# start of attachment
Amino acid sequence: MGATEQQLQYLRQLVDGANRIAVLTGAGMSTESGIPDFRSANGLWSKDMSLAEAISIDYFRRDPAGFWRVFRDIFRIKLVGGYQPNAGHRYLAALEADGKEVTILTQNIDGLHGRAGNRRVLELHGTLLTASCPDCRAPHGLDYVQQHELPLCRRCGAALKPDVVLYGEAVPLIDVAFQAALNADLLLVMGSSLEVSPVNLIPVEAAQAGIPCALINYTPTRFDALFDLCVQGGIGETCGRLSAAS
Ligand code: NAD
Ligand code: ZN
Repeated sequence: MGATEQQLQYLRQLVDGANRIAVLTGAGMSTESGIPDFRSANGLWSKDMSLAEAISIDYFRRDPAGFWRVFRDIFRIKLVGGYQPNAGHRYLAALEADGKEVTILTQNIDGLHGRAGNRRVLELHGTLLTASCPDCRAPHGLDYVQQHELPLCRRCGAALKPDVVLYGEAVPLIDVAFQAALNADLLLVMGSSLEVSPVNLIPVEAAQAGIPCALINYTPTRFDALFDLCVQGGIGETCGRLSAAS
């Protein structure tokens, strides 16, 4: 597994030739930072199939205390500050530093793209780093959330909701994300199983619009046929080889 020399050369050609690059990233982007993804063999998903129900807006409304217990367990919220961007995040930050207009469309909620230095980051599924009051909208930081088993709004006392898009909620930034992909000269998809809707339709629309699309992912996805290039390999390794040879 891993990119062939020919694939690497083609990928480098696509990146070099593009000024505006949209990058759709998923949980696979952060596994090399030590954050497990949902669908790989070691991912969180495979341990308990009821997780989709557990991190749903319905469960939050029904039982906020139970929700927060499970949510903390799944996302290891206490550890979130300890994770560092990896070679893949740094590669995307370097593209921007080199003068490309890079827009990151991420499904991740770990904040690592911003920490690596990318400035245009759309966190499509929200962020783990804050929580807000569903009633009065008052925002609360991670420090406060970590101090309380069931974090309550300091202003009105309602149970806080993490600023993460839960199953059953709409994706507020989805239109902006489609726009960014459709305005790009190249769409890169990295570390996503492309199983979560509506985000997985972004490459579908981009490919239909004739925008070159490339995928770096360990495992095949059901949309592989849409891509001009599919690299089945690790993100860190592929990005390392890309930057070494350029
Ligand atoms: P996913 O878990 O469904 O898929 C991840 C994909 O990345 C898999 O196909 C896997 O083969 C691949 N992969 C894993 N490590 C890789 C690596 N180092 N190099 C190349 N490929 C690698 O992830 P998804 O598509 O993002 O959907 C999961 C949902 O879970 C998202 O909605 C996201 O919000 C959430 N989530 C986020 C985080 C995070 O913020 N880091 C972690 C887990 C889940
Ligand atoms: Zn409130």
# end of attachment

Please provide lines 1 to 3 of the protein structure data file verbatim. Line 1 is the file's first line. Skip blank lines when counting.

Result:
Amino acid sequence: MGATEQQLQYLRQLVDGANRIAVLTGAGMSTESGIPDFRSANGLWSKDMSLAEAISIDYFRRDPAGFWRVFRDIFRIKLVGGYQPNAGHRYLAALEADGKEVTILTQNIDGLHGRAGNRRVLELHGTLLTASCPDCRAPHGLDYVQQHELPLCRRCGAALKPDVVLYGEAVPLIDVAFQAALNADLLLVMGSSLEVSPVNLIPVEAAQAGIPCALINYTPTRFDALFDLCVQGGIGETCGRLSAAS
Ligand code: NAD
Ligand code: ZN